Urgent care v. ER? Tips on making the right choice

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emergency sign
(Farm and Dairy file photo)

Better safe than sorry? The truth is many situations don’t warrant a trip to the emergency room.

BALTIMORE — It’s Friday afternoon and your 20-month-old son is running a fever. He is cranky, refuses to eat, periodically pulls on his ears, and isn’t his usual playful self. Your reaction is:

a. No big deal. You call your pediatrician’s office and ask for an appointment the following week.
b. Dreading a fever-induced seizure — it happened to the child of a friend’s friend — you rush to the nearest emergency room.
c. Head to an urgent care center, such as Patient First.

If you picked C, you chose wisely. But unfortunately many clinical scenarios are not as clear-cut nor is the choice always obvious to parents and, for that matter, some clinicians, said Johns Hopkins Children’s Center emergency physician Therese Canares, M.D.

The result? A backlog of acute pediatric cases many of which don’t require emergency treatment, but a trip to the pediatrician’s office or an urgent clinic instead, Canares said.

Worse in winter

The problem gets particularly bad during the winter — cold and flu season — and in the summer, which brings its own set of childhood maladies.

Parents have a natural tendency to fear the worst when it comes to their children and often opt for a “better safe than sorry” course of action, Canares said, but the truth is many situations don’t warrant a trip to the emergency room. At the other end of the spectrum are cases that clearly require emergency attention but end up in urgent care instead — a less common scenario, Canares said.

“Some situations are no-brainers, but many fall in a gray zone of uncertainty,” Canares said.

That choice can be particularly tricky when it comes to infants and young children, whose unique physiology dictates different levels of clinical assessment and treatment approaches from older children or adults. For example, fever is always considered an emergency in infants under 2 months of age, but it’s less of a concern in toddlers or children, Canares said.

Broken bones? ER. On the other hand, a fair number of children with broken bones are brought to an urgent care clinic when they should go to the ER, Canares said. Urgent care clinics can only deal with the simplest and most minor of fractures, yet many fractures are anything but. A fracture with a displaced bone often requires realignment under sedation, which is not something an urgent-care clinic can do. If you suspect a broken bone and you notice swelling, head to the ER, Canares said.

To ER or not?

Sparing yourself and your child an unnecessary trip to the ER is not just a matter of convenience. A visit to the ER can expose your already sick kid to the ubiquitous hospital germs and other infections carried by fellow ER visitors. In addition, ER care is generally more expensive than care received elsewhere. And because emergency departments are, by definition, designed to care for the sickest patients first, those with less severe illnesses are bound to have longer waits.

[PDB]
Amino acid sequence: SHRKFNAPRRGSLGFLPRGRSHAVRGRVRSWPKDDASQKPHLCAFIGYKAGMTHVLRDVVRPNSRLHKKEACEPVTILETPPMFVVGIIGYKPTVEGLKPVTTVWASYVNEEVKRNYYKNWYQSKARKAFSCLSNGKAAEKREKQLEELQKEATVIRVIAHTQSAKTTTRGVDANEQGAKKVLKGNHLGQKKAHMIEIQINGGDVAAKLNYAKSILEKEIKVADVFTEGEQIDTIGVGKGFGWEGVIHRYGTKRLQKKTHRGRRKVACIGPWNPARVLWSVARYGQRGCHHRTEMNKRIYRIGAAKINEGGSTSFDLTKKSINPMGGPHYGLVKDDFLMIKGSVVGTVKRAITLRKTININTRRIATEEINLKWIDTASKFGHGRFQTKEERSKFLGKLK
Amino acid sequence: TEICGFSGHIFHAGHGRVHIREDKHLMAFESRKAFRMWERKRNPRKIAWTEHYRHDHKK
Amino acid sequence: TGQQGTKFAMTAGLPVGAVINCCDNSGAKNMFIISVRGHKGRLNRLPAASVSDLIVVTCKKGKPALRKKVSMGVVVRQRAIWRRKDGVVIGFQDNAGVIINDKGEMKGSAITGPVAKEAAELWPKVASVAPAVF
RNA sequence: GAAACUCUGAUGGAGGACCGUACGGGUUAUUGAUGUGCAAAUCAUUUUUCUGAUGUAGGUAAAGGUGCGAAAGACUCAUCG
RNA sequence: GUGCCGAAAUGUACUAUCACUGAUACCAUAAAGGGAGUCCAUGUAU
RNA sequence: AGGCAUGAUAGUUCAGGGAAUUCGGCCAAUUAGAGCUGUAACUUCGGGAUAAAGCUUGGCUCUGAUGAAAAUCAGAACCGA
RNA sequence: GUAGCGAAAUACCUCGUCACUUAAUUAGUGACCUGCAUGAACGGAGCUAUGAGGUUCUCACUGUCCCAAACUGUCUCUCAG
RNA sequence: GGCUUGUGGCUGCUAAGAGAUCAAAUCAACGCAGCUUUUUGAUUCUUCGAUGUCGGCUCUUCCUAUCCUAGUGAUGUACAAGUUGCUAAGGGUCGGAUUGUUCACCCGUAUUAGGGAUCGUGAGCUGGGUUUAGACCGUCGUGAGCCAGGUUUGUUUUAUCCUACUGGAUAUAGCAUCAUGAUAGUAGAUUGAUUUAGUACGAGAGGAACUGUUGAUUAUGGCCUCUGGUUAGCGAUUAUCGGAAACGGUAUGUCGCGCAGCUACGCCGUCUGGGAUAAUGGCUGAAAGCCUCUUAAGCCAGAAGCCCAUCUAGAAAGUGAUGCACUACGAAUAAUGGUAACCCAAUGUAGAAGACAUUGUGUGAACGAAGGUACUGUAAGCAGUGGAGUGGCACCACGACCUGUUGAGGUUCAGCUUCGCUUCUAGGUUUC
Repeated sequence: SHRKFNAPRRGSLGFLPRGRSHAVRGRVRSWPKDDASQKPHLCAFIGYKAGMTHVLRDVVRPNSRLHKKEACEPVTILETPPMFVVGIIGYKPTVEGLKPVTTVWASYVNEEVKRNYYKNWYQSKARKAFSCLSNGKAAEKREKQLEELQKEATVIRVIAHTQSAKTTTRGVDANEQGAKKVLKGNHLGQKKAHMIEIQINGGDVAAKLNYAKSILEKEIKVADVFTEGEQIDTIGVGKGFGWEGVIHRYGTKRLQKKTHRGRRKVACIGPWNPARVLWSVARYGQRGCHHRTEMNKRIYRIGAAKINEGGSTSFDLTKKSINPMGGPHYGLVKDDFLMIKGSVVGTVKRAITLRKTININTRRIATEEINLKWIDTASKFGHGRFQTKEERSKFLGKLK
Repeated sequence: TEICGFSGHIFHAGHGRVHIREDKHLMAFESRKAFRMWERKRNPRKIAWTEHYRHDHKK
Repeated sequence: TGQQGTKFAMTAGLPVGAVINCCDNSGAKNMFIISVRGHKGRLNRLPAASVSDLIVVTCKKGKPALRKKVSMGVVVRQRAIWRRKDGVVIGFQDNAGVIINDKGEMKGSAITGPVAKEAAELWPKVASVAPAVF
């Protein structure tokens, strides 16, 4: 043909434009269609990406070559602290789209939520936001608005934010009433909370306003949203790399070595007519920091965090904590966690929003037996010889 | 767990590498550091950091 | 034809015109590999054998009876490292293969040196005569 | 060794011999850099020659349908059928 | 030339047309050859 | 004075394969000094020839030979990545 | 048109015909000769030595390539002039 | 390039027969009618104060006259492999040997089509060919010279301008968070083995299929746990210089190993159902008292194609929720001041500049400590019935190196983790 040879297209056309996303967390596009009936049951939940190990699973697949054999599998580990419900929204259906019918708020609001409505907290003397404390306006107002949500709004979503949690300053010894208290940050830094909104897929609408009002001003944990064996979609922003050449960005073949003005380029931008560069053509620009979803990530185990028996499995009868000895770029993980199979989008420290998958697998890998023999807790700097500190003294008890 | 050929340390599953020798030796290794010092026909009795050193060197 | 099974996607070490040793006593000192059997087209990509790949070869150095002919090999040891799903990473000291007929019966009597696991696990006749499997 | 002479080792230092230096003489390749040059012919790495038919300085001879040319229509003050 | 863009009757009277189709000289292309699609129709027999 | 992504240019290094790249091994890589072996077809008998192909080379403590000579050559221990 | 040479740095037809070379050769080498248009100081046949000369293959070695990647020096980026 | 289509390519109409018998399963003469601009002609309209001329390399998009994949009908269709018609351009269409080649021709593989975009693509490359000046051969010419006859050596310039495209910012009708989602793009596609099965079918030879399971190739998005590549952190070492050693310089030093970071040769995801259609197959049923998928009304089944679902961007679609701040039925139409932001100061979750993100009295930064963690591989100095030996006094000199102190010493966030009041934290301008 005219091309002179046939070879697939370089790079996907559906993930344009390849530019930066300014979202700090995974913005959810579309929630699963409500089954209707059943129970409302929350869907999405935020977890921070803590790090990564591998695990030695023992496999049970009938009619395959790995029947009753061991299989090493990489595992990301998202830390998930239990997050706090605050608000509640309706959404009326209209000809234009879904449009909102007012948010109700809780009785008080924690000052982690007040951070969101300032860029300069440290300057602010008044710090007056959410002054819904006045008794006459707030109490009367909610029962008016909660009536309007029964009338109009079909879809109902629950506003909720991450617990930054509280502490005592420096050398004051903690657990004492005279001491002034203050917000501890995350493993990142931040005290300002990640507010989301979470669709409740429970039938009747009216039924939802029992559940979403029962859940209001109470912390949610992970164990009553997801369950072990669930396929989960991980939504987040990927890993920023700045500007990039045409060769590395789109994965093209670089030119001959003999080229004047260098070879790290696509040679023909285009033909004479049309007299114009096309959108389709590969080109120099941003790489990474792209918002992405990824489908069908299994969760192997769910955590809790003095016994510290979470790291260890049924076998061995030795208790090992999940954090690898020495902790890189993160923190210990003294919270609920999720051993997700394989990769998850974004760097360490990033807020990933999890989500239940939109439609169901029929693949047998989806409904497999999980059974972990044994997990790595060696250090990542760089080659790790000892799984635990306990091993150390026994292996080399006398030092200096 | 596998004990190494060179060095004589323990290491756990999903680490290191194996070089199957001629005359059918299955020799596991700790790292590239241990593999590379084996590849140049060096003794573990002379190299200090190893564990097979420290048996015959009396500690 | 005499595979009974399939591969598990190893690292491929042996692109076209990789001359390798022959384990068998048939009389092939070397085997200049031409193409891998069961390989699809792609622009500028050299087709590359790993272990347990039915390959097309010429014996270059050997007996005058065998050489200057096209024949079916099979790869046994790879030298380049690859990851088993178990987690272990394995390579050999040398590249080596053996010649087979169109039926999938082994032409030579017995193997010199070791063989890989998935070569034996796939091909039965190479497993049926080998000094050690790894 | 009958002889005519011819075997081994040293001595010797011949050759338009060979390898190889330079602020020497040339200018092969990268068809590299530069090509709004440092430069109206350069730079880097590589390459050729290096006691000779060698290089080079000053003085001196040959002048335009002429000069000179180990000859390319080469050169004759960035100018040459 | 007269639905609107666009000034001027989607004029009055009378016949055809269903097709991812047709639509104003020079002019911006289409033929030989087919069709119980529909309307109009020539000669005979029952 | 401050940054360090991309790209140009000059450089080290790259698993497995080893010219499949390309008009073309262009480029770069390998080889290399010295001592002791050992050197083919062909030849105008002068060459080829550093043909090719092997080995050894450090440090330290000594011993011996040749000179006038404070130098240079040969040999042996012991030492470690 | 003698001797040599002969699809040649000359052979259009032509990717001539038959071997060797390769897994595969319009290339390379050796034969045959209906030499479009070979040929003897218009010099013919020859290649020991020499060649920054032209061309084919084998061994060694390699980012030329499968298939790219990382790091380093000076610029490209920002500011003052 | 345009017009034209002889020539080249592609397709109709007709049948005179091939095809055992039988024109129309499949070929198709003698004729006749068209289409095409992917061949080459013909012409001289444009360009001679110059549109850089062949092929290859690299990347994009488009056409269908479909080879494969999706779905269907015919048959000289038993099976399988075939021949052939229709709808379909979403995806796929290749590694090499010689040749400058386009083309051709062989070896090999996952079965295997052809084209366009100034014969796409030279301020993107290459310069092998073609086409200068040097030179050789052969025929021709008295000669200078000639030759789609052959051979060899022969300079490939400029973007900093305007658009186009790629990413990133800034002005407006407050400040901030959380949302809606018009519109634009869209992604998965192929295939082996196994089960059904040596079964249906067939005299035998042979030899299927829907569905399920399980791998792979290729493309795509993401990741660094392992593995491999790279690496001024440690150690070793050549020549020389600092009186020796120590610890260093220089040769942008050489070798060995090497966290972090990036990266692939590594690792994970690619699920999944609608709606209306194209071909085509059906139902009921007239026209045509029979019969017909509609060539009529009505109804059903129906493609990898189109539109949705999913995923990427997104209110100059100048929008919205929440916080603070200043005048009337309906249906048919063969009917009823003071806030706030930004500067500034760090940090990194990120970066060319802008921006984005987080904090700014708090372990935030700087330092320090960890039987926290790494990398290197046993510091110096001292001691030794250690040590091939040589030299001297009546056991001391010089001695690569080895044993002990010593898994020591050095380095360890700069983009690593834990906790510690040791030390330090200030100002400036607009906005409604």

A mixed blessing

The rapid proliferation of urgent care centers over the last five years has been a mixed blessing, Canares said.

On one hand, these walk-in clinics offer after-hours and weekend service, filling a much-needed gap in the care of patients who require prompt medical attention but who cannot be seen by their physicians on the same day. At the same time, many physicians and nurses who work at such centers may have minimal training in pediatrics and may not be comfortable treating infants and young children for anything beyond the simplest of ailments.

A recent study published in the Rhode Island Medical Journal and led by Canares revealed that urgent care clinicians are particularly uncomfortable evaluating children for minor brain injuries, suturing a child’s facial cuts and caring for acutely ill young infants.

“Because many urgent-care providers are not comfortable treating certain pediatric cases, they preemptively triage them to the emergency department, even when these kids clearly don’t need emergency care,” said Canares, who has seen her fair share of referrals for basic colds and coughs show up in the ER, none of which warrant emergency treatment. The exception, Canares cautions, are children with underlying chronic conditions, such as asthma, congenital heart disease or sickle cell disease, which render patients with even benign viral illnesses susceptible to dangerous complications.